Friday, May 27, 2016

Bonhoeffer, His Life, and His Example

 "We must be ready to allow ourselves to be interrupted by God." —Dietrich Bonhoeffer

While reviewing my posts on the various Eric Metaxas books I've read  I was surprised to discover that I hadn't yet done a post on Bonhoeffer: Pastor, Martyr, Prophet, Spy. I had many references to it but I couldn't believe I hadn't blogged on it. I had put quotes on my facebook account while I read this book because I was so powerfully affected by this man. One of my facebook friends happened to be reading the book too so we did a lot of chatting about the book. It was wonderful!  I highly recommend this book. It will change your life!


Before opening the pages to review my annotations of 2014, I have this deep sense still residing in my soul. Bonhoeffer had a message for his people in the 1930's and 1940's. Bonhoeffer still has a message for us today in the new millennium. Some of the concepts he battled against back then are resurfacing today. This is a timely book, for such a moment as this.

I also have to say, before perusing my annotations, that when I read this book is when I connected with Eric Metaxas at his web site and his facebook page. Interestingly at the time he was posting about travels in Germany and he was showing us photos of the Bonhoeffer sites he was visiting. How cool is that? In fact, here's a link to Metaxas' photo album of the Bonhoeffer Tour.

Oh. Did I mention this book is a New York Times Bestseller? Again, I highly recommend this book! As I open the book I see the page that lists 12 other awards for this book. It is really that incredible!

Anything I say about this book goes hand in hand with what Bonhoeffer, himself wrote in The Cost of Discipleship, which I blogged about here. Metaxas does a stunning job of remaining true to who Bonhoeffer was, while filling in all the details of his life from birth to taking a stand for what was right.

While perusing my annotations I decided to first share my facebook posts on Bonhoeffer:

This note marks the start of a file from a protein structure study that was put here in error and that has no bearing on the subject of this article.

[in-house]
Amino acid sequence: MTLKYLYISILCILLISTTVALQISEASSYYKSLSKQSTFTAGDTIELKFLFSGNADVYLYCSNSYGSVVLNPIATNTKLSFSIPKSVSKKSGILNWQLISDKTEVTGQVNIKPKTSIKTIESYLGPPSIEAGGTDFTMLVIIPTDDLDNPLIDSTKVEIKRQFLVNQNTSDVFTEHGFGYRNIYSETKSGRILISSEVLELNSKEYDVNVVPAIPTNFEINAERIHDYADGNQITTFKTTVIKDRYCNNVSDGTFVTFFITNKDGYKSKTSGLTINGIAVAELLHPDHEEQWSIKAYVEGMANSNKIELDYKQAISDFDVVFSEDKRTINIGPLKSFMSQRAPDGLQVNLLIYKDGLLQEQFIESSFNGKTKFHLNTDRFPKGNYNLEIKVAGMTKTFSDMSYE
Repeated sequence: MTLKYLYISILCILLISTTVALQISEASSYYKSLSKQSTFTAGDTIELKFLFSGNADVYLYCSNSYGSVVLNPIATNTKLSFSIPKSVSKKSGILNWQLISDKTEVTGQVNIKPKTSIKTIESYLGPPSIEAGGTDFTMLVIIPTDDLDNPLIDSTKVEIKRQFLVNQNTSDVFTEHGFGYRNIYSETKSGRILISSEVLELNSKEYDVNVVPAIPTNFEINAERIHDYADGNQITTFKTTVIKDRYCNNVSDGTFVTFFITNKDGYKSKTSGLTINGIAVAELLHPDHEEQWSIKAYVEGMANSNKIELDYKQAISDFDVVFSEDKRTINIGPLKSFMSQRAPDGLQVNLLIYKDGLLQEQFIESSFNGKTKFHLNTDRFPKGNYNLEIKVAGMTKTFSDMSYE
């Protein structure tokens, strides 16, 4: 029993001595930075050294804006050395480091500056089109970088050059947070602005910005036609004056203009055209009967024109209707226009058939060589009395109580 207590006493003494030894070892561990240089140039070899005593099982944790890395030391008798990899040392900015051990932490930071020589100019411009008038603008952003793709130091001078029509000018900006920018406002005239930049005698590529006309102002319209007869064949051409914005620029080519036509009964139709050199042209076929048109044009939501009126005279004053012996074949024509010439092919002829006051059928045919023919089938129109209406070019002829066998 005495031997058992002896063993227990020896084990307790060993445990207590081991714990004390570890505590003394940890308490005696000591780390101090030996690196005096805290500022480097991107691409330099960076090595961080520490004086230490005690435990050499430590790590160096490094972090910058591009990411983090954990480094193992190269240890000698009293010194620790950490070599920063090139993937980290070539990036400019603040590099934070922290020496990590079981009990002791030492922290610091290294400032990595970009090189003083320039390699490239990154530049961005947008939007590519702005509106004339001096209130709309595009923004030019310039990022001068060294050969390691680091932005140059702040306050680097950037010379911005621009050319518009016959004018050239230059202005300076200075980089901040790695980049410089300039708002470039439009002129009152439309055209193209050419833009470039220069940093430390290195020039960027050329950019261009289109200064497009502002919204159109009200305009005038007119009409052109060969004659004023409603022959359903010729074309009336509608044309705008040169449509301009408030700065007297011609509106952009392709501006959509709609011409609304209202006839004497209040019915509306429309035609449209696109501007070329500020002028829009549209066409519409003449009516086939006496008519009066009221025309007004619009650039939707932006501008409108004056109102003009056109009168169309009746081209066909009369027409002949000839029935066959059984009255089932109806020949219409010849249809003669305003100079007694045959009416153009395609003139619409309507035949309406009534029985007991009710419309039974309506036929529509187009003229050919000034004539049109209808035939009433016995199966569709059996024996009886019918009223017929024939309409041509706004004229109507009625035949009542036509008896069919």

Facebook (FB) Feb 3, 2014: "Bonhoeffer was firmly and rightly convinced that it is not only a Christian right but a Christian duty towards God to oppose tyranny, that is, a government which is no longer based on natural law and the law of God." The Cost of Discipleship, p30

Wow! Bonhoeffer understood what America's Founding Fathers understood with natural law.  I'm working on a series on our Founding Fathers and how 18th century thought was much different from 21st century thought.    

FB, Feb 17, 2014-"Now reading Bonhoeffer: Pastor, Martyr, Prophet, Spy by Eric Metaxas. Not only reading about a man of God who was born 'for a a time such as this,' but also pulling together German history and the arts through music as well as Roman classical history and literature. A nice way to round out our previous in-depth study of the Ancients"

In hindsight, that is an interesting statement to make. Of course I was sharing my homeschool lesson plans on fb, and I always work in all the humanities into our history presentations including history, literature, speeches, music, food, art of the era. The neat thing, as I dug deeper in this book is that I learned how much Bonhoeffer enjoyed the arts. I remember sensing that the arts was a deeply German thing to do. That's pretty neat, because my maiden name is German and my mom's mother is from German heritage as well (though her father was of French heritage). Of course this makes sense when we look at the rich musical history of Germany, even when looking at Frederick the Great! Bonhoeffer, by nature, was not a rebellious sort. He enjoyed peaceful ways. However, there comes a time, that in order to maintain peace, one must take a stand. He is the epitome of that.

Later that day, FB, "My son is starting Bonhoeffer. I am now reading Winston Churchill, The Gathering Storm. The era I was not looking forward to studying has become hopeful, because of finding their books. Men who led the way..."

"Men who led the way..." Now that I have read all of Bonhoeffer completely, I can look back at that statement and cry a resounding, "Yes!" Few led the way. Many waited until it was quite late and hope hung at the edge of a precipice. That is where the "spy" part of the biography comes in. It is a thrilling account to read of how men came together, with Bonhoeffer, in a united effort to take down Hitler.